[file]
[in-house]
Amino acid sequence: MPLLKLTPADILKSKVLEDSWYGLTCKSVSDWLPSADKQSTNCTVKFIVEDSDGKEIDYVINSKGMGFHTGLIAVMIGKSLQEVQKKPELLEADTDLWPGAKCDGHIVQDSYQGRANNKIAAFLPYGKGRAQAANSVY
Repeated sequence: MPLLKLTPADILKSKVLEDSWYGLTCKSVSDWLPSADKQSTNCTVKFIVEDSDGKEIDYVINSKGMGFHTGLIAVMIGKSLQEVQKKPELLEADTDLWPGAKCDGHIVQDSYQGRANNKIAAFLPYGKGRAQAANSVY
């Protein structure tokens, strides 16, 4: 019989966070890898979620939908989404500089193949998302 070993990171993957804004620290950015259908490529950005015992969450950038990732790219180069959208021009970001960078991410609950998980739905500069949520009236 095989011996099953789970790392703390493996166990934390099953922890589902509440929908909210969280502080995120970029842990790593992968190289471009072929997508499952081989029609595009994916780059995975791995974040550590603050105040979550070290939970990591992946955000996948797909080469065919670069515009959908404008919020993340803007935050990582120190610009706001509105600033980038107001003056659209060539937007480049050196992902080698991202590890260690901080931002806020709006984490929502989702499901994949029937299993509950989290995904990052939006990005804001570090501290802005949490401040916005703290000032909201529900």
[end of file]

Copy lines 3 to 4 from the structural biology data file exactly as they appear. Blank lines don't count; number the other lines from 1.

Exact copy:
Repeated sequence: MPLLKLTPADILKSKVLEDSWYGLTCKSVSDWLPSADKQSTNCTVKFIVEDSDGKEIDYVINSKGMGFHTGLIAVMIGKSLQEVQKKPELLEADTDLWPGAKCDGHIVQDSYQGRANNKIAAFLPYGKGRAQAANSVY
């Protein structure tokens, strides 16, 4: 019989966070890898979620939908989404500089193949998302 070993990171993957804004620290950015259908490529950005015992969450950038990732790219180069959208021009970001960078991410609950998980739905500069949520009236 095989011996099953789970790392703390493996166990934390099953922890589902509440929908909210969280502080995120970029842990790593992968190289471009072929997508499952081989029609595009994916780059995975791995974040550590603050105040979550070290939970990591992946955000996948797909080469065919670069515009959908404008919020993340803007935050990582120190610009706001509105600033980038107001003056659209060539937007480049050196992902080698991202590890260690901080931002806020709006984490929502989702499901994949029937299993509950989290995904990052939006990005804001570090501290802005949490401040916005703290000032909201529900």